On Tuesday I went to the cinema with a friend to see The Promise. Directed by Terry George (Hotel Rwanda), it is billed as the story of “a love triangle between Mikael Boghosian, a brilliant medical student, the beautiful and sophisticated Ana Khesarian, and Chris Myers, a renowned American journalist.” In fact, the love story is a structural technique used to tie the film together amidst the real story: the events of the Armenian Genocide during that last days of the Ottoman Empire. It starts in early 1914, months before WWI, and ends in late 1916 or early 1917 before the United States enters the war. Overall my reaction to The Promise was positive, though it is not a flawless film.
There are many good reasons to see The Promise. First and foremost is the acting. Oscar Isaac (Boghosian), Charlotte Le Bon (Khesarian), and Christian Bale (Myers) give superb, nuanced performances. They were perfectly cast and surpassed my expectations. The supporting actors who deserve special kudos are Marwan Kenzari (as Emre Ogan, the Turkish friend of both Myers and Boghosian), Angela Sarafyan (as Maral, Boghosian’s innocent, trusting wife), and Shohreh Aghdashloo (as Boghosian’s mother, Marta).
I also give high marks for the costumes, make-up, cinematography, and especially the sets and scenery. Perhaps the production team used CGI (computer generated images) to re-create 1914 Constantinople, but it felt as if I had been catapulted back in time. The movie was shot in rural Spain and Portugal, and it seemed like rural Turkey during the Ottoman Empire. The atmosphere created by these elements was perfect to the place and era.
I suspect that the writers, Terry George and Robin Swicord, had a checklist of the major, grisly components that should be included in a film about the Armenian Genocide, because there was least once scene per item. However, they did a good job of integrating them into the storyline. There are several thrilling scenes, and a few times when the audience was collectively moved to groans, or sighs, or even chuckles.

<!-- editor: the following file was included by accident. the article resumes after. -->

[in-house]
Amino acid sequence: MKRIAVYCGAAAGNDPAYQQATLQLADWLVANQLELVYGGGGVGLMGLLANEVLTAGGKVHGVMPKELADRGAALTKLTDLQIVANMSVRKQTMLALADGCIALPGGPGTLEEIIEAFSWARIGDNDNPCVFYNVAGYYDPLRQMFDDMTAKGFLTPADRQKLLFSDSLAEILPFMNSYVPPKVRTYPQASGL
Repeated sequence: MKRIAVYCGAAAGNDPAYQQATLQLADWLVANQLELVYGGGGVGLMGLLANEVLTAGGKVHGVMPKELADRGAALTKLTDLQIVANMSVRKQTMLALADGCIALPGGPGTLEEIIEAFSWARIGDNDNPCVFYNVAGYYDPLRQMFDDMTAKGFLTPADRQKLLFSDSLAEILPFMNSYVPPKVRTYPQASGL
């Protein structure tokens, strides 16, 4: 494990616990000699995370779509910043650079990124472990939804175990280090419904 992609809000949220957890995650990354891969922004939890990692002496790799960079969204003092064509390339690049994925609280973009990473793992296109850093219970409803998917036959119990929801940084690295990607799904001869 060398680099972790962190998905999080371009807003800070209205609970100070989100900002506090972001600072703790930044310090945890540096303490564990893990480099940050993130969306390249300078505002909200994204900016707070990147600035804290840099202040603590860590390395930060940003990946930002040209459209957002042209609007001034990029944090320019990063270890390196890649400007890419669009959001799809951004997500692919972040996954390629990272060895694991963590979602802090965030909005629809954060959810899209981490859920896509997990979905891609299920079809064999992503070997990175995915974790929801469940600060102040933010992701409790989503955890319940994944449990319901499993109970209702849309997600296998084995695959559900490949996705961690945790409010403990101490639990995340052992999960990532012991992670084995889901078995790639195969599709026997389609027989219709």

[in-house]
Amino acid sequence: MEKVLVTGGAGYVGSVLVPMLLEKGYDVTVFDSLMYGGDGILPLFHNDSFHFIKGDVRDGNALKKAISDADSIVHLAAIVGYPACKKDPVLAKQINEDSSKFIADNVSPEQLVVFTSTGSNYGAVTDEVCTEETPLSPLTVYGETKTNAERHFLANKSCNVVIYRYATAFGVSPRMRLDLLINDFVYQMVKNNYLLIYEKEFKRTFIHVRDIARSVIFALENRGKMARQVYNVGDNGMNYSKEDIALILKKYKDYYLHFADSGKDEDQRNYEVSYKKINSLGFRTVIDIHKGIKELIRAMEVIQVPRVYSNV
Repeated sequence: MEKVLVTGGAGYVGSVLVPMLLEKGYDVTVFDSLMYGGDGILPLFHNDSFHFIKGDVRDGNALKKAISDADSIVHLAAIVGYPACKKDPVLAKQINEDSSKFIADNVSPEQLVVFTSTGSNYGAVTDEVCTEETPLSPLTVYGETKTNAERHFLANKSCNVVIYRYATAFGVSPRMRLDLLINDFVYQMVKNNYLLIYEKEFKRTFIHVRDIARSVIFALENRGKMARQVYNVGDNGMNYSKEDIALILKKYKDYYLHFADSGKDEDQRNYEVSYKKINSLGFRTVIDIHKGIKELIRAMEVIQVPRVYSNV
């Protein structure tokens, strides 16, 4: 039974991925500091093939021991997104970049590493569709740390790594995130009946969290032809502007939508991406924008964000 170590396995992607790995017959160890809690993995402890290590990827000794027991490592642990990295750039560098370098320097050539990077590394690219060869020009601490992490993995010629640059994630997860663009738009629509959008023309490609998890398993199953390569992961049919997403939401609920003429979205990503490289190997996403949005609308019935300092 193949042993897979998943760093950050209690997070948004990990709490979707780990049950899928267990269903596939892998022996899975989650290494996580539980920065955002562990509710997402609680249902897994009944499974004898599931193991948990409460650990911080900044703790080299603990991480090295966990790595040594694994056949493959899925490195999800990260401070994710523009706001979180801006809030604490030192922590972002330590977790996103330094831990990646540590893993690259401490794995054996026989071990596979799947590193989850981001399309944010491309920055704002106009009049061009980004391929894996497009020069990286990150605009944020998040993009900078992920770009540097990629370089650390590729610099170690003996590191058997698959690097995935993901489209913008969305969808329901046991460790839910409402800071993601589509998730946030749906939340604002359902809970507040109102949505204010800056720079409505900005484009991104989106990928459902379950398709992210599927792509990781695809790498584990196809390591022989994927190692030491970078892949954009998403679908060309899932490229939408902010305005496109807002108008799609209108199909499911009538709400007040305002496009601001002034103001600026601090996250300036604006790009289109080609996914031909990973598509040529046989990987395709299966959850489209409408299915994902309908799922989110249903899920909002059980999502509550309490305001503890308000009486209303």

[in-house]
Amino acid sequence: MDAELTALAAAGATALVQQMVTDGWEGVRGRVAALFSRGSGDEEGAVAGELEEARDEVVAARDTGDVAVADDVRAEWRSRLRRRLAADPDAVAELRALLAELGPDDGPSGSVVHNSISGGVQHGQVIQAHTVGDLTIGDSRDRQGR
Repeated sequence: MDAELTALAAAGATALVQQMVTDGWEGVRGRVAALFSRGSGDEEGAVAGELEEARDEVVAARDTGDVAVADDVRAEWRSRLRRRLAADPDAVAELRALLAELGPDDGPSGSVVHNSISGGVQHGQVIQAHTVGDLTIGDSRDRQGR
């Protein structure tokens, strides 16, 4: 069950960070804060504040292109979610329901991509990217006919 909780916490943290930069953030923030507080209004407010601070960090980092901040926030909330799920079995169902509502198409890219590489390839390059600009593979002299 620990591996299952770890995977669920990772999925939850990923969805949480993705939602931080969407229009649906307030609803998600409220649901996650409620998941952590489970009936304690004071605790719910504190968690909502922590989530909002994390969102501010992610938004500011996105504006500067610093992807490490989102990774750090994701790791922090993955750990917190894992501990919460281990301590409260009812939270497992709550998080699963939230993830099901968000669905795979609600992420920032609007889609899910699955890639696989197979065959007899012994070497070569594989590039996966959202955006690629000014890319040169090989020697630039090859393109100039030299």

A Few Flaws
It is difficult to tell a complex story within the time limit allotted to movies. Filmmakers often use a love story to weave the other parts of story around. In my opinion, Snowden (director, Oliver Stone) used this technique well; Titanic (director, James Cameron) did not. The love triangle was one of the weakest parts of the The Promise. I bought the backstory of an existing love between Ana and Chris, but the love between Mikael and Ana was too fast and contrived to ring true to me. Maybe if it had developed more slowly, it would have worked better.
Director Terry George had done an excellent job of explaining, however briefly, the political situation that led to the African genocide in Hotel Rwanda, so I was eager to see how he would handle it in The Promise. I was disappointed. There was no reference—at all—to the causes of the genocide. Turks in the streets, gendarmes and army personnel suddenly rose up and turned on Armenians, without explanation. This, of course, defies logic. Worried that I had missed something, after the movie was over I asked the friend who had accompanied me if she understood from the movie why the genocide happened. She had no idea.
The short scene between American Ambassador Henry Morgenthau (James Cromwell) and Talat Pasha (Aaron Neil) also disappointed me. I was familiar with the scene because it was described in the book, Ambassador Morgenthau’s Story. The actors were fine; the fault lies with the script and direction. If the significant lines that give the scene punch had been included, and had Morgenthau been astounded at the outrageous suggestion of Talat, rather than simply firmly negative, the scene would have had depth and provided insight into the character of both men. It’s a small thing, but as it was, the scene was flat and almost meaningless.
These flaws were serious enough to affect my reaction to the movie, making it less than fully satisfactory.
In summary, I give The Promise 7 out of 10, and recommend seeing it.
Movie poster from imdb.com